You can change the evaluation level inside a particular procedure. This change does not affect evaluations occurring in other procedures or inside interactive computations:

```myProc:= proc(d) begin LEVEL := 3: a := b: b := c: c := d: a end_proc: myProc(10)```
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For further computations, delete the identifiers and restore the value of `LEVEL` to its default:

```delete a, b, c, d: delete LEVEL:```

Another environment variable, `MAXLEVEL` enables the system to detect and interrupt infinite evaluation loops. The default value of this variable is 100. This value is recommended for most computations. If your code has recursive evaluations that require more than 99 steps, change the value of `MAXLEVEL`. For example, the following definition of the identifier x1 requires 111 evaluation steps. MuPAD issues an error because the system cannot evaluate x1 in 99 steps and assumes that the evaluation loop is infinite:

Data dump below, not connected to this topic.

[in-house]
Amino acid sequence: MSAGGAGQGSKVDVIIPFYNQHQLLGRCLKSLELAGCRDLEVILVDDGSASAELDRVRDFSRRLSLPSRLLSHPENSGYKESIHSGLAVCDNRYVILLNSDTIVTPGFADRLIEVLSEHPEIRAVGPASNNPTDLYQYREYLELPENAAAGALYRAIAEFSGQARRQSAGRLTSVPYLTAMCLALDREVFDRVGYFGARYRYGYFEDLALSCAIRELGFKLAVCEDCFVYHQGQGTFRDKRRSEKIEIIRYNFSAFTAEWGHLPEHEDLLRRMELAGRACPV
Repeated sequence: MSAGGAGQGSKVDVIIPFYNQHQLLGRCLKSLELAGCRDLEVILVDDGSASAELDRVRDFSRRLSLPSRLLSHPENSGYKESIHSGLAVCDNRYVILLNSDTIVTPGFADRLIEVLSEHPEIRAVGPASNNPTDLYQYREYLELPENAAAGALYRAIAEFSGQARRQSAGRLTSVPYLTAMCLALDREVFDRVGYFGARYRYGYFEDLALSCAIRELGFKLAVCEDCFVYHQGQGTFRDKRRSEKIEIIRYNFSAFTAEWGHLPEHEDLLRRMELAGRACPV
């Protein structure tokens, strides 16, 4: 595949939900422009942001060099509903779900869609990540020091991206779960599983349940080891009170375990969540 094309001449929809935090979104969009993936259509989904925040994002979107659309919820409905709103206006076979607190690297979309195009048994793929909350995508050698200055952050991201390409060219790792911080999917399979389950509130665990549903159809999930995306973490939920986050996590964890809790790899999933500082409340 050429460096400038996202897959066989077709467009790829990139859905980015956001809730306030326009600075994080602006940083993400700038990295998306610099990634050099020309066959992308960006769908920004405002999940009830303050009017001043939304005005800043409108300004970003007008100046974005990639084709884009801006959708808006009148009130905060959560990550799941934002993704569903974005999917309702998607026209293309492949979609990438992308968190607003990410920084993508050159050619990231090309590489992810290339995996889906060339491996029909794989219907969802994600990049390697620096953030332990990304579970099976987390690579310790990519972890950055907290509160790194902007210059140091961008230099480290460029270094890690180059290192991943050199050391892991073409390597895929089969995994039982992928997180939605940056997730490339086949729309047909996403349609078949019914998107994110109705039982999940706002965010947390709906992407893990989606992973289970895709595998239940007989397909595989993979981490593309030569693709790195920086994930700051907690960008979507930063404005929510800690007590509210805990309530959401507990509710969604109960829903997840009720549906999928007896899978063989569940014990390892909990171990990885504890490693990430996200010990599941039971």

```(x[k] := (k + 1)*x[k + 1]) \$ k = 1..110: x := 1: x```
```Error: Recursive definition: Reached maximal evaluation level. ```
`delete x`

To avoid the error, the value of `MAXLEVEL` must exceed the number of required evaluation steps at least by 1. Changing the value to 112 resolves the error. Now, MuPAD evaluates the identifier x1 to the 100th evaluation level, which is the default value of the environment variable `LEVEL`:

```MAXLEVEL:= 112: (x[k] := (k + 1)*x[k + 1]) \$ k = 1..110: x := 1: x```
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`delete x`

To evaluate x1 to the 111th evaluation level, you must change both `LEVEL` and `MAXLEVEL` variables. Also, you can use the `level` function instead of changing the value of `LEVEL`:

```MAXLEVEL:= 112: (x[k] := (k + 1)*x[k + 1]) \$ k = 1..110: x := 1: level(x, 111)```
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Increase the value of `MAXLEVEL` only when you know that your code requires it. Do not increase this value for computations where you can avoid it. If your code has infinite loops, the increased level of `MAXLEVEL` can significantly decrease performance. Always restore the default value for further computations:

`delete x, MAXLEVEL`